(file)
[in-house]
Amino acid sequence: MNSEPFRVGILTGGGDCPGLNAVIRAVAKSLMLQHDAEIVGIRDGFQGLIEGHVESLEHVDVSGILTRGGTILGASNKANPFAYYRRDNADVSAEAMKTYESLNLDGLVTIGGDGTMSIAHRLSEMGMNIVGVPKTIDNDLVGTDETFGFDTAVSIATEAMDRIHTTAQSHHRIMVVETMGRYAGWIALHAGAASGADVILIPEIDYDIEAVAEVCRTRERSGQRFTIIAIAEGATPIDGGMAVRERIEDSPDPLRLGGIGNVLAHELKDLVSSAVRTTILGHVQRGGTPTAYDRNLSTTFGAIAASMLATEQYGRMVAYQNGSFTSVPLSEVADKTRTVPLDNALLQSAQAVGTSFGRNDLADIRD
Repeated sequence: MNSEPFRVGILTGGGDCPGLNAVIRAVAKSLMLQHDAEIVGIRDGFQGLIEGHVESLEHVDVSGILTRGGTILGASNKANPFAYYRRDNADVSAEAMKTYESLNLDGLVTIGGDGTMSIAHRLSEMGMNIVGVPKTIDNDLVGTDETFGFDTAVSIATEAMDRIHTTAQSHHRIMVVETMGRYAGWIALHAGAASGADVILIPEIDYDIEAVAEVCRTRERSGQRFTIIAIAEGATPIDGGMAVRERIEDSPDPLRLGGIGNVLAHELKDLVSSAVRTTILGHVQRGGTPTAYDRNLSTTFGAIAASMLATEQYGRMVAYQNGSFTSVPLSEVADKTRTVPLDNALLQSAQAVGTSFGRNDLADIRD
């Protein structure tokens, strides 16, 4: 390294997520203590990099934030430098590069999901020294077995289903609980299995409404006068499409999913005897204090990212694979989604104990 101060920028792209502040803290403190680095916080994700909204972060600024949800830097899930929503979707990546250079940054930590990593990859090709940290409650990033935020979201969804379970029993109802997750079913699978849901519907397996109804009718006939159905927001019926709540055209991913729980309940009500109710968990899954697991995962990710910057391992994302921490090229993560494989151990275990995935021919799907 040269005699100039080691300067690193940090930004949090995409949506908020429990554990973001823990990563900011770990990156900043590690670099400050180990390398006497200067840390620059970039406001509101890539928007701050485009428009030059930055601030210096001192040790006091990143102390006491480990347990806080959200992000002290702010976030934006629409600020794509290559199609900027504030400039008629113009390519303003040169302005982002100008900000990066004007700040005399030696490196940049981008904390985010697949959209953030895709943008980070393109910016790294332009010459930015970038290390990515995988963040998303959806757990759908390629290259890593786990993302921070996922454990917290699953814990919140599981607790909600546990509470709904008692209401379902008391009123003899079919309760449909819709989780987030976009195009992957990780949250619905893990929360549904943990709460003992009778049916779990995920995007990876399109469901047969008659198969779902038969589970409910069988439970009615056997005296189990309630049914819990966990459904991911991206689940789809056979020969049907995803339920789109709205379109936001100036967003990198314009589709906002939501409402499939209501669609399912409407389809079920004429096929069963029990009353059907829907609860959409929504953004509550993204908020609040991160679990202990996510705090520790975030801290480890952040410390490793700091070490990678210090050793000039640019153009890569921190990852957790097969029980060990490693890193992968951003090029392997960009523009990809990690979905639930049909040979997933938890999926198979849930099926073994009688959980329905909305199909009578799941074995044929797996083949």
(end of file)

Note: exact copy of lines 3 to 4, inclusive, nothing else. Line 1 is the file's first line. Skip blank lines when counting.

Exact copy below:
Repeated sequence: MNSEPFRVGILTGGGDCPGLNAVIRAVAKSLMLQHDAEIVGIRDGFQGLIEGHVESLEHVDVSGILTRGGTILGASNKANPFAYYRRDNADVSAEAMKTYESLNLDGLVTIGGDGTMSIAHRLSEMGMNIVGVPKTIDNDLVGTDETFGFDTAVSIATEAMDRIHTTAQSHHRIMVVETMGRYAGWIALHAGAASGADVILIPEIDYDIEAVAEVCRTRERSGQRFTIIAIAEGATPIDGGMAVRERIEDSPDPLRLGGIGNVLAHELKDLVSSAVRTTILGHVQRGGTPTAYDRNLSTTFGAIAASMLATEQYGRMVAYQNGSFTSVPLSEVADKTRTVPLDNALLQSAQAVGTSFGRNDLADIRD
């Protein structure tokens, strides 16, 4: 390294997520203590990099934030430098590069999901020294077995289903609980299995409404006068499409999913005897204090990212694979989604104990 101060920028792209502040803290403190680095916080994700909204972060600024949800830097899930929503979707990546250079940054930590990593990859090709940290409650990033935020979201969804379970029993109802997750079913699978849901519907397996109804009718006939159905927001019926709540055209991913729980309940009500109710968990899954697991995962990710910057391992994302921490090229993560494989151990275990995935021919799907 040269005699100039080691300067690193940090930004949090995409949506908020429990554990973001823990990563900011770990990156900043590690670099400050180990390398006497200067840390620059970039406001509101890539928007701050485009428009030059930055601030210096001192040790006091990143102390006491480990347990806080959200992000002290702010976030934006629409600020794509290559199609900027504030400039008629113009390519303003040169302005982002100008900000990066004007700040005399030696490196940049981008904390985010697949959209953030895709943008980070393109910016790294332009010459930015970038290390990515995988963040998303959806757990759908390629290259890593786990993302921070996922454990917290699953814990919140599981607790909600546990509470709904008692209401379902008391009123003899079919309760449909819709989780987030976009195009992957990780949250619905893990929360549904943990709460003992009778049916779990995920995007990876399109469901047969008659198969779902038969589970409910069988439970009615056997005296189990309630049914819990966990459904991911991206689940789809056979020969049907995803339920789109709205379109936001100036967003990198314009589709906002939501409402499939209501669609399912409407389809079920004429096929069963029990009353059907829907609860959409929504953004509550993204908020609040991160679990202990996510705090520790975030801290480890952040410390490793700091070490990678210090050793000039640019153009890569921190990852957790097969029980060990490693890193992968951003090029392997960009523009990809990690979905639930049909040979997933938890999926198979849930099926073994009688959980329905909305199909009578799941074995044929797996083949």